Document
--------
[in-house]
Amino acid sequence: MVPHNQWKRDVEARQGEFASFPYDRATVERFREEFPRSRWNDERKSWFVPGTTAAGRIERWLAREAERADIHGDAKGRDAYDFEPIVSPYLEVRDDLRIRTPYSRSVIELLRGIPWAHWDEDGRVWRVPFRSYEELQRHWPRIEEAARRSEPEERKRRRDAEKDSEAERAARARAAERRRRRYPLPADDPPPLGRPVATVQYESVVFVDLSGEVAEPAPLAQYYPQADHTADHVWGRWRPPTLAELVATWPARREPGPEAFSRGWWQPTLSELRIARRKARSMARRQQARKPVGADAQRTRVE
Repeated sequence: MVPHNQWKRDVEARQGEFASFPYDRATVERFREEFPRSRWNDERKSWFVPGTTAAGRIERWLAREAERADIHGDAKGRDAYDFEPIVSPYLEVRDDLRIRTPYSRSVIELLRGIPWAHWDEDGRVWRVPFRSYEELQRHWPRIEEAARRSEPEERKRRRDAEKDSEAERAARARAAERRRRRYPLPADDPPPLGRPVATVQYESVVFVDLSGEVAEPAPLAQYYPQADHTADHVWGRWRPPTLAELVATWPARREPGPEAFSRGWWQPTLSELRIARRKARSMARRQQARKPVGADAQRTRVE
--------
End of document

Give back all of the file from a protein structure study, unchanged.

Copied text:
[in-house]
Amino acid sequence: MVPHNQWKRDVEARQGEFASFPYDRATVERFREEFPRSRWNDERKSWFVPGTTAAGRIERWLAREAERADIHGDAKGRDAYDFEPIVSPYLEVRDDLRIRTPYSRSVIELLRGIPWAHWDEDGRVWRVPFRSYEELQRHWPRIEEAARRSEPEERKRRRDAEKDSEAERAARARAAERRRRRYPLPADDPPPLGRPVATVQYESVVFVDLSGEVAEPAPLAQYYPQADHTADHVWGRWRPPTLAELVATWPARREPGPEAFSRGWWQPTLSELRIARRKARSMARRQQARKPVGADAQRTRVE
Repeated sequence: MVPHNQWKRDVEARQGEFASFPYDRATVERFREEFPRSRWNDERKSWFVPGTTAAGRIERWLAREAERADIHGDAKGRDAYDFEPIVSPYLEVRDDLRIRTPYSRSVIELLRGIPWAHWDEDGRVWRVPFRSYEELQRHWPRIEEAARRSEPEERKRRRDAEKDSEAERAARARAAERRRRRYPLPADDPPPLGRPVATVQYESVVFVDLSGEVAEPAPLAQYYPQADHTADHVWGRWRPPTLAELVATWPARREPGPEAFSRGWWQPTLSELRIARRKARSMARRQQARKPVGADAQRTRVE